Friday, April 15, 2005
Having been a commercial artist for over 15 years before expanding my horizons, I was particularly offended by the ham-handed Secret Service visit to Columbia College that I wrote about on Wednesday, and that was highlighted by Lambert yesterday. So I thought I'd pull out a comment from the Wednesday post that seemed important, and reprint both it and my response:
Like I said in a comment: When Art Is Criminalized, Only Criminals Will Make Art"
"This could have and would have happened in any administration. The Secret Service have zero sense of humor when it comes to this thing, no matter which party has a man in the White House. Some might remember the time Bill Clinton came to the Taste of Chicago, and a women who yelled “You suck! I was there fault those boys died” was arrested by the Secret Service (for “disorderly conduct” as my memory serves).
That was an extreme example. This incident isn’t so far out of bounds. If my job is to protect someone’s life, and evaluate potential threats against them. And I learn that someone is displaying a painting showing a gun pointed at my protectee’s head, that is something I’m going to want to know more about.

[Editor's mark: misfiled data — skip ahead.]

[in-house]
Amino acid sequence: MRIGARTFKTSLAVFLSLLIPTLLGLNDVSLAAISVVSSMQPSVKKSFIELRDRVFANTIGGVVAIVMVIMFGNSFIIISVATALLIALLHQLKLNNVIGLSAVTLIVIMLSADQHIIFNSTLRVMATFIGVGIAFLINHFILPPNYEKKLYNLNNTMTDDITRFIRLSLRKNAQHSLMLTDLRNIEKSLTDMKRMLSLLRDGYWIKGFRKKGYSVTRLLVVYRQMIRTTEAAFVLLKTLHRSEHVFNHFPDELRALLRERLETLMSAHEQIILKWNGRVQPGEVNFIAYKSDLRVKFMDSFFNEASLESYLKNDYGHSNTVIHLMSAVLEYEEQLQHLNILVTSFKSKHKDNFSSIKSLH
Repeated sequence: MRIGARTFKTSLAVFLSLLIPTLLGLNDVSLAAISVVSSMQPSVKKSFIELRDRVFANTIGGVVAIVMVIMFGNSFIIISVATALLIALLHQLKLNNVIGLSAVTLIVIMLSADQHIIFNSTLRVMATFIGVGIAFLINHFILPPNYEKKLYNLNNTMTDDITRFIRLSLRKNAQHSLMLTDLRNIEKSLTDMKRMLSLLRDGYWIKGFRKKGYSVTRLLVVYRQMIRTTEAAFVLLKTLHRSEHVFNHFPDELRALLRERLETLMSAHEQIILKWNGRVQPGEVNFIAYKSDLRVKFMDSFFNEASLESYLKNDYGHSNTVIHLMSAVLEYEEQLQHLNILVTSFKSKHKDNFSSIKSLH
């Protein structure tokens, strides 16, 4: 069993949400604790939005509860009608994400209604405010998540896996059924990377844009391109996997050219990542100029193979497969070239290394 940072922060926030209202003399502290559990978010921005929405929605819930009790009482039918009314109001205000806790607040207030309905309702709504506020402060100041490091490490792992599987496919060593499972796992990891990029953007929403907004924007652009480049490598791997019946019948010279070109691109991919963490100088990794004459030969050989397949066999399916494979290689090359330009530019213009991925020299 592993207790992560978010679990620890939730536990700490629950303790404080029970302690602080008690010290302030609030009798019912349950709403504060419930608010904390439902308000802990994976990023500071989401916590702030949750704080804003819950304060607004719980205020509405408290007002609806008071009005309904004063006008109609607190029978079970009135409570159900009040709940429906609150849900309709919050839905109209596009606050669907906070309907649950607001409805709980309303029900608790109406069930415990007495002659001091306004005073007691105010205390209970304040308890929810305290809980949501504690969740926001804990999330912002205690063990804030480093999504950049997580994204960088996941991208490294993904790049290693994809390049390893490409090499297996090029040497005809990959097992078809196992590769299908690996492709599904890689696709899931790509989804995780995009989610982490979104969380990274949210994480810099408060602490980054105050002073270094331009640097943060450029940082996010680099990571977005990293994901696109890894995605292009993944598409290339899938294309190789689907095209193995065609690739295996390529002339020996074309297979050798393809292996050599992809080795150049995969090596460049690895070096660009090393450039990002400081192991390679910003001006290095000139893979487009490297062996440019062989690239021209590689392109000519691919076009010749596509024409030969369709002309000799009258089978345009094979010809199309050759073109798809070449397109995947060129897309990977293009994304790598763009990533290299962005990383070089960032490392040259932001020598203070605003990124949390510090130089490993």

Hell, if someone made a picture with a gun pointed at my head, I would probably consider that a threat against me, and I bet most people reading this would too. It’s not brain-dead to investigate something like that, it’s brain-dead to assume it’s not a big deal.
Free speech carries with it a responsibility. If you use it in a provocative and inflammatory manner that could reasonable create inferences of violent intent, expect to for their to be questions as to just what you meant. That doesn’t mean we live in a police state, it means we live in a state where the social contract is still in force".
"Goldfish, there are cheaper and better uses of taxpayer money for ruling out artists as enemies of the state than sending the Secret Service running around the country. How about a few well-placed phone calls, or the local cops? No, I think this is all about sending a message to the citizenry that we'd best watch what we say, as Ari Fleischer so memorably put it.